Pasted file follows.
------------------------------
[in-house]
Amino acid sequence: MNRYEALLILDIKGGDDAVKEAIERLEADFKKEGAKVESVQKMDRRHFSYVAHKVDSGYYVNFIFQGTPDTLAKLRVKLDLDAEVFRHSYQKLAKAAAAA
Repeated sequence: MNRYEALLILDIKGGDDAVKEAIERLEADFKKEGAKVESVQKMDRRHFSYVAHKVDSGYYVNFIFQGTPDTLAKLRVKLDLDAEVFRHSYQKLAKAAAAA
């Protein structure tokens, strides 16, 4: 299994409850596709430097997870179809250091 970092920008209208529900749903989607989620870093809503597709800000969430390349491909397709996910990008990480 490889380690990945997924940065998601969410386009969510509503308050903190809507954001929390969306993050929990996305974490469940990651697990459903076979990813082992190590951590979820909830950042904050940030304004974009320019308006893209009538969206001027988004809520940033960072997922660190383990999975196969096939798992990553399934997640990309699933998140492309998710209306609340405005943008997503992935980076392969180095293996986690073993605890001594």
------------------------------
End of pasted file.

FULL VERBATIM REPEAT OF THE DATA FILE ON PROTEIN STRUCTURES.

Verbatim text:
[in-house]
Amino acid sequence: MNRYEALLILDIKGGDDAVKEAIERLEADFKKEGAKVESVQKMDRRHFSYVAHKVDSGYYVNFIFQGTPDTLAKLRVKLDLDAEVFRHSYQKLAKAAAAA
Repeated sequence: MNRYEALLILDIKGGDDAVKEAIERLEADFKKEGAKVESVQKMDRRHFSYVAHKVDSGYYVNFIFQGTPDTLAKLRVKLDLDAEVFRHSYQKLAKAAAAA
């Protein structure tokens, strides 16, 4: 299994409850596709430097997870179809250091 970092920008209208529900749903989607989620870093809503597709800000969430390349491909397709996910990008990480 490889380690990945997924940065998601969410386009969510509503308050903190809507954001929390969306993050929990996305974490469940990651697990459903076979990813082992190590951590979820909830950042904050940030304004974009320019308006893209009538969206001027988004809520940033960072997922660190383990999975196969096939798992990553399934997640990309699933998140492309998710209306609340405005943008997503992935980076392969180095293996986690073993605890001594």